Above: There is a lot of confusion over flea treatment for kittens and cat flea treatment–especially when they are indoors only.
Many people mistakenly believe that their indoor cats do not need flea treatment but indoor cat flea control is important if you seek to prevent cat health problems.
Believe it or not fleas can invade any household and so protection and prevention is important to avoid the disease risks posed to pets by fleas.
Risks posed from fleas on cats can lead to the need for veterinary treatment for issues such as flea bite dermatitis, flea bit anemia, tapeworm and more.
Even one flea can cause misery for an animal that is sensitive or allergic to fleas.
So, just how can indoor cats become exposed or infected with fleas?
Flea infestations can occur in surprising ways.
For instance, feral cats host fleas and distribute these pests to other environments as they roam through a neighborhood.
In addition, other roaming animals (dogs, rats, wild animals) can bring fleas into a yard and garden or into the unsecured crawl spaces of your home.
Pet parents, or human visitors, might also bring fleas into the home on their clothing or shoes.
Finally, if you provide a secured outdoor area for your cat, access to the patio, or have other pets that are allowed outside, your cat could also pick up fleas.
How do you know if your indoor cat has fleas?
There are a few ways to identify a flea infestation.
First, you might actually see a flea crawling on your pet.
If your cat begins grooming excessively, or biting and chewing, these might be indicators of a flea infestation
Another way to identify the threat of infestation is to set up a flea trap overnight (or use a nightlight with a shallow pan of soapy water underneath it).
Either device will attract and drown any adult fleas in the environment–but adult fleas only comprise 5% of an infestation!
Finally, every pet care arsenal should include a flea comb. Using this tool will reveal if a pet has fleas.
So, how do you stop this a flea infestation threat?
In the past, people relied on commercial flea control products but recently there has been serious concern over the use of flea control products on pets.
If you don’t know about this issue, read important information related to the 2009 EPA flea and tick product advisory.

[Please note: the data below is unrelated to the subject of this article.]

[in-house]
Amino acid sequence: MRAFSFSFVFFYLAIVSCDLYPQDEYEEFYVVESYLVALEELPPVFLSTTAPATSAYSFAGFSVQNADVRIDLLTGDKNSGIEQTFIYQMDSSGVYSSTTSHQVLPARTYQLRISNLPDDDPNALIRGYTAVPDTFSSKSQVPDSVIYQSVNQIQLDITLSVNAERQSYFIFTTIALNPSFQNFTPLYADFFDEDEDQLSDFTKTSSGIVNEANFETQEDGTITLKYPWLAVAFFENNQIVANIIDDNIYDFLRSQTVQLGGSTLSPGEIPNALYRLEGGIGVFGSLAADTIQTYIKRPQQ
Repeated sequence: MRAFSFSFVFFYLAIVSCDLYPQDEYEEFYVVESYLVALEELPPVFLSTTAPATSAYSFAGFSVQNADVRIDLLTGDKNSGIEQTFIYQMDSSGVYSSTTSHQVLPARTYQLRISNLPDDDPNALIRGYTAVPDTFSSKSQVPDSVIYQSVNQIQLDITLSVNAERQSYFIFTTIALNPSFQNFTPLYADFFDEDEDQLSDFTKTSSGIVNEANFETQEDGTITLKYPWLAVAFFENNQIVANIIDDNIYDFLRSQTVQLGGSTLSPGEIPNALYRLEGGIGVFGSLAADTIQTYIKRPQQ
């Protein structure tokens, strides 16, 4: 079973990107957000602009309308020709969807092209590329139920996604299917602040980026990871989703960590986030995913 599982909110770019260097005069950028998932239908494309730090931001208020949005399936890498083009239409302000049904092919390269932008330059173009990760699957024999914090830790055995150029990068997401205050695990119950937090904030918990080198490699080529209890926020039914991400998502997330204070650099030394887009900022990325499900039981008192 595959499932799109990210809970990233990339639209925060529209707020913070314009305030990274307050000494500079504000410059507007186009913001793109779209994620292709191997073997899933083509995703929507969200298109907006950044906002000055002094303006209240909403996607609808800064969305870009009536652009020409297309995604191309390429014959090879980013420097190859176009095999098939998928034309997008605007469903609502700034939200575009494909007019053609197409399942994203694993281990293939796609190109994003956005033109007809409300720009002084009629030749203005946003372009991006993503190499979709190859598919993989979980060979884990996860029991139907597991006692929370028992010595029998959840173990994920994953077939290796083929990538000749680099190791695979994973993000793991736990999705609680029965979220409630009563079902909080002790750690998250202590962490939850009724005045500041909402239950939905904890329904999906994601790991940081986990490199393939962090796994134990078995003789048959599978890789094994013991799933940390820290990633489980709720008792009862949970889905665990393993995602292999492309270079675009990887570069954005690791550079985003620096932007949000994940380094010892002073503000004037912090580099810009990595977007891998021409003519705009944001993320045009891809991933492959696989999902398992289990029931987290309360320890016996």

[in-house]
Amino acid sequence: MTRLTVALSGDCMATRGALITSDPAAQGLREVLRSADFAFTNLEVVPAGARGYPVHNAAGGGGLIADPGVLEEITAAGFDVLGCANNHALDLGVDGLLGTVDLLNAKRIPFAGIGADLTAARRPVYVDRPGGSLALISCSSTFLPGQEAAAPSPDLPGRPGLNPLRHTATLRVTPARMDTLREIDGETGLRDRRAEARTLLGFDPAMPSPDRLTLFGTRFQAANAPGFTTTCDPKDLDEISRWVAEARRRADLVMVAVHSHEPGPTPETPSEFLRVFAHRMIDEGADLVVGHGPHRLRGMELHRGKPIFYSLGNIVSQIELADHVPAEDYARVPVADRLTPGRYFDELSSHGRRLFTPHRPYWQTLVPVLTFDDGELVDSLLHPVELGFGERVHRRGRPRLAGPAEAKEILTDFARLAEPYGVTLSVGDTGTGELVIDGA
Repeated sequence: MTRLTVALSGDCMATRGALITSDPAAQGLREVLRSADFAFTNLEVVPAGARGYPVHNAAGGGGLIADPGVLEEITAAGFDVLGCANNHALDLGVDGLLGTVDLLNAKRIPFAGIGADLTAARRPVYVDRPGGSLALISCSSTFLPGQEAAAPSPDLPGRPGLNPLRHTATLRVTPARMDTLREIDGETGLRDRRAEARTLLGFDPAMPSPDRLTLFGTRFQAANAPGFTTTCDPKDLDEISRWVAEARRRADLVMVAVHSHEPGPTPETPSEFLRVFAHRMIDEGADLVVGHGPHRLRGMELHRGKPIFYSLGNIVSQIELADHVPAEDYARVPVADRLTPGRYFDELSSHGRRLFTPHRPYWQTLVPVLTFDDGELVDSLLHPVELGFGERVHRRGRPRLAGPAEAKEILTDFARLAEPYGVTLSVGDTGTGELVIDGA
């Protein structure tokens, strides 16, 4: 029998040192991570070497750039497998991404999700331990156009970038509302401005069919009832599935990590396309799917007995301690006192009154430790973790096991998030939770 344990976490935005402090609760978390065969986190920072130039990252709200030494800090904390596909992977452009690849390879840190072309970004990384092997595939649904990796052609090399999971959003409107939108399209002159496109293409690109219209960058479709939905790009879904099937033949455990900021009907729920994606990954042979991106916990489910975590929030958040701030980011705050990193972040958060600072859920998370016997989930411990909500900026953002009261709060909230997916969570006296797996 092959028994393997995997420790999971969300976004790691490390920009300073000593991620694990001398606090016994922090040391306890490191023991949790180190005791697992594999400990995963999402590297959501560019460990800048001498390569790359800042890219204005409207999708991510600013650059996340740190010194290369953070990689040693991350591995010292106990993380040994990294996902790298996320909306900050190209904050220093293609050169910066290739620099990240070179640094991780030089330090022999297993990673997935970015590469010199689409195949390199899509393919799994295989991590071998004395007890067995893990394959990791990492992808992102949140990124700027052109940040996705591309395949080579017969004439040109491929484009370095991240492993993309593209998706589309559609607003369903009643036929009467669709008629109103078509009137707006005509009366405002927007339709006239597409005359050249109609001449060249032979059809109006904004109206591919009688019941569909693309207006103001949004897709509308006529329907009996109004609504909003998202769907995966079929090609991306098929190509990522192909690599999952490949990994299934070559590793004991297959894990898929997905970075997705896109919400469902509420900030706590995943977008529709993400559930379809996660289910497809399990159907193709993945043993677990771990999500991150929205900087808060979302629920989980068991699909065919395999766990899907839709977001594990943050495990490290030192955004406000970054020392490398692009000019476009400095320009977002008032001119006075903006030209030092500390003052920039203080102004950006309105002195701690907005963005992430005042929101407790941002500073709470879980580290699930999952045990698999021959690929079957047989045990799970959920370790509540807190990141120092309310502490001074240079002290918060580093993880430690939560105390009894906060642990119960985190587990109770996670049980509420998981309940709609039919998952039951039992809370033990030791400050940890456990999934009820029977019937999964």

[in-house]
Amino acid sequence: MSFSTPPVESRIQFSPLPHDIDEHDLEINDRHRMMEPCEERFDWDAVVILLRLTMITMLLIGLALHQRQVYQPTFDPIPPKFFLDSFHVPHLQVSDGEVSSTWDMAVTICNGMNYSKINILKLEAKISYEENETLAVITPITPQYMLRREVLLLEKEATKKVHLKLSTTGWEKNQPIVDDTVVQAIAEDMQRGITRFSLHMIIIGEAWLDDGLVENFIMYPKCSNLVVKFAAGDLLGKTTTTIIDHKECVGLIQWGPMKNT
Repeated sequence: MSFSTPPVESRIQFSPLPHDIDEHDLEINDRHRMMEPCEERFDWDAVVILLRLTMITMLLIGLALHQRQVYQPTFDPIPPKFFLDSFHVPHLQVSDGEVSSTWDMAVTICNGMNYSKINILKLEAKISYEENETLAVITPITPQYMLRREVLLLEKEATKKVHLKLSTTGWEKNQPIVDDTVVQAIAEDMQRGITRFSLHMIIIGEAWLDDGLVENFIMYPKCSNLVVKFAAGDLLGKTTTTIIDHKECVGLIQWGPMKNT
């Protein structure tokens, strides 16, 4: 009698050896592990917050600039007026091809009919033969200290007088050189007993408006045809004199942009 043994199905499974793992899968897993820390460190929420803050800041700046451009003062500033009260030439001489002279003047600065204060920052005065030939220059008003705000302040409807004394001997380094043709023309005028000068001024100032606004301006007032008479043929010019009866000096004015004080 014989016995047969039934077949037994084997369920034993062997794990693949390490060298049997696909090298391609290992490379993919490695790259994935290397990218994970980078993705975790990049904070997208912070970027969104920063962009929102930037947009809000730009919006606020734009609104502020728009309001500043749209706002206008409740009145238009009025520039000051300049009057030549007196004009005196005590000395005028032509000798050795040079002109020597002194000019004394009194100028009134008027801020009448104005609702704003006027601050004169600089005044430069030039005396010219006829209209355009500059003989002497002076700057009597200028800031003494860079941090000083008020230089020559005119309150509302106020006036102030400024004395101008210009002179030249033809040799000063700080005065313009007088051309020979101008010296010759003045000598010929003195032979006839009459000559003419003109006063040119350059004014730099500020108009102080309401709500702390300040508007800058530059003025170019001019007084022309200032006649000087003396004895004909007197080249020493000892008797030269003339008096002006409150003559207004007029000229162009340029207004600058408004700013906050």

The advisory was made after 44,000 animals were impacted adversely after flea control products were applied–resulting in 1,600 pet deaths.
Today people are looking for safer, less toxic options to flea treatments but don’t realize that natural does not always mean less toxic–and many herbs and essential oils are toxic to cats.
The secret of how to get rid of fleas for indoor cats can be found in the three pillars that form the Triangle of Successful Flea Control:
Treat the Exterior Environment
This means keeping the yard tidy and free from debris. Trim grass and consider using parasitic nematodes that prey on fleas in different stages of their development.
Treat the Interior Environment
Dusting, sweeping, vacuuming, and mopping are a few non-toxic alternatives. Bedding and favorite pet resting areas should also be cleaned. Additional strategies can include use of a product such as FleaBustersRX.
Treat the Animal
Daily flea combing, a water dip, or a weekly bath in oatmeal shampoo will help get rid of fleas. Believe it or not, chemical shampoos or dips are not needed. Select a repellent such as NaturVet flea spray for cats to prevent repel fleas.
Once you select your methods to address the issue you must apply everything concurrently and then repeat every three to six weeks to make sure you stop the flea infestation cycle.
Want to know more? Take a minute to learn more about fleas on cats.
Diana L Guerrero (aka Ark Lady) is an animal expert who you might have seen on Animal Planet, Discovery, or heard on NPR. She is the author of several books including Flea Control Secrets – How to Get Rid of Fleas & Live Flea Free! Get additional tips and hints on flea control along with breaking news on the EPA advisory by following her on Twitter (user name FleaControlBook) or at Flea Control Secrets on Facebook.
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